For Children Of Color, Playing Outside Is Both Dangerous And Necessary

Parents of black and brown children send their kids out to play with looming fears they won't return.
06/19/2017 11:06 am ET Updated Jun 21, 2017
Bernd Obermann via Getty Images

Summer makes us think of freedom ― freedom to play, to laugh, to be with friends in our communities. For me, it brings up thoughts of cookouts, kids at the park playing tag or riding bikes. But I wonder how young black and brown children and their families will approach summer this year. The fear that many communities of color feel in America is real and understandable. They are afraid of deportation, regardless of legality, as ICE agents begin to detain legal residents who appear to be Latino. Many African-Americans are afraid of fatal police violence, as shocking videos continue to go viral. A rise of anti-Semitic and racist speech and graffiti create anxiety.

But this very real fear that can make families pull children closer ― never letting them out of sight ― can have a chilling effect on mental and physical health. Think about the lesson of Tamir Rice’s death, when a young, black boy was shot for doing what young children have always done, making pretend with a toy gun. How many black fathers and mothers observed and restricted their children from going outside?

Yet we know that play, especially outdoors is so important for health, especially the health of young children.

That is why now, more than ever, day care can play an important role in providing active play opportunities for young children.

Active play is an important part of keeping children healthy and reducing their risk of developing harmful chronic illnesses, such as diabetes, heart disease, high cholesterol and some cancers. In the United States, 12.1 percent of children ages 2 to 6 are obese and another 26.7 percent are overweight, putting them at risk for developing severe chronic diseases later in life.

We know that children in black and brown households often don’t have access to child care ― subsidies for low-income families are scarce and the cost of care is too high. Many children are cared for by family members, friends and neighbors. Our families, friends and neighbors also need to make sure children are given adequate spaces and time to play; and they need access to information on how to do that safely and in sometimes cramped spaces.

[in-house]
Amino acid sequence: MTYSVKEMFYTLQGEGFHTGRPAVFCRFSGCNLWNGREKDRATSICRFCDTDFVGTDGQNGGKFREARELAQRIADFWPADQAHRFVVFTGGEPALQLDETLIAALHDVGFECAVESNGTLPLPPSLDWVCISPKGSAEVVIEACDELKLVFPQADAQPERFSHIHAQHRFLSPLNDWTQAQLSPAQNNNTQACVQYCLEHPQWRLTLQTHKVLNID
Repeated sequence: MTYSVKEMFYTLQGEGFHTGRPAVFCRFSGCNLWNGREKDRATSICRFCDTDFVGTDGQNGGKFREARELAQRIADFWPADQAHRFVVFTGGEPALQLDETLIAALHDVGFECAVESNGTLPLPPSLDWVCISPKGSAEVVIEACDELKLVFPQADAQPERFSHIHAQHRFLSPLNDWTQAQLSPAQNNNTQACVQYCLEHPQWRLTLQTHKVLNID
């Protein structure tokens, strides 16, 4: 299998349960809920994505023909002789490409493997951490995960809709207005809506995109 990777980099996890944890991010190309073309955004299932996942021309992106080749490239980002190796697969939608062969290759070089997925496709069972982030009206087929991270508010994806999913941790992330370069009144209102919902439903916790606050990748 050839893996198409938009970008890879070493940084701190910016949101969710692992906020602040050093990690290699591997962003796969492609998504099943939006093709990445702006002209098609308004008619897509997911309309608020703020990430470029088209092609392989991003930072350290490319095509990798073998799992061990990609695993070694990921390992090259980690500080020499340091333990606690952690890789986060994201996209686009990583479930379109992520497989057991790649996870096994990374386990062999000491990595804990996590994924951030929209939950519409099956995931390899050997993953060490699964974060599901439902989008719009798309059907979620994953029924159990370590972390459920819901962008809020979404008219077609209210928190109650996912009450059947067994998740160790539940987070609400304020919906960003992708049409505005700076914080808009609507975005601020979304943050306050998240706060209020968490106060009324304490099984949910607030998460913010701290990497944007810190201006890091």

Statistics show that this epidemic impacts all children, but is worse for Latinos and blacks. With significant concerns about violence and harassment in communities of color, it can be dangerous for families to spend time outdoors at play at the end of the day.

Eleven million children are served in child care across the country every week. While on average, children are in child care for 36 hours per week, many facilities operate from 7 a.m. to 6 p.m., with children away from home for up to 10 hours, including before and after care. Children are developing healthy habits based on their home and child care environments. Research shows that children are not getting enough active play at home or in child care.

While centers have problems, the picture is worse for children in family child care ― businesses where three or more unrelated children are cared for in a provider’s home. Children do not go outside at all in up to half of family child care homes.

When we send our children to child care, we assume that they will have opportunities to play and run around ― there are regulations in place to make sure that children are safe and the care is good. However, each state sets its own regulations for child care; until 2014, there were no national requirements that all states have regulations on key health and safety topics, such as adult to child ratios, abuse and neglect reporting, and other rules to keep children safe.

While these changes are so important to keeping children safe, the changes in federal law only recommended that states develop standards for active play and nutrition ― it did not require them. States are not required to have standards that ensure that children receive recommended amounts of active play or physical activity during their time in child care.

Child care centers and family child care homes often have different regulations. Typically, the regulations for family child care are less strict than in family child care homes, which means children in care settings that demonstrate in research that they are less likely to take children outside for active play opportunities are not legally obligated to do so.

Only six states require child care to provide at least one hour of outdoor time per day. The rest require less than an hour or did not have regulations that required outdoor activity at all.

Of course, play can happen indoors. But as the research above shows, most of children’s moderate to vigorous physical activity ― the type associated with long term disease prevention and health ― happens outside. Only eight states require that toddlers receive 60 or more minutes of activity per day, either indoors or outdoors.

Providers need training to figure out how to get kids active in really small spaces in a safe way, especially since that may be the only opportunity children have. For too many children, their childcare setting is a safe environment where they can grow and play.

Every state should require child care to have a total of 60 minutes of active play every day. We need to make sure that all children get the chance to play—unafraid—with their friends during the day. And the country also needs to commit to making all communities safer, so that children truly can be children in care and at home.

(Krista Scott is the Senior Director of Child Care Health Policy at Child Care Aware® of America and a participant in the Allies for Reaching Community Health Equity Public Voices Fellowship with The OpEd Project.).

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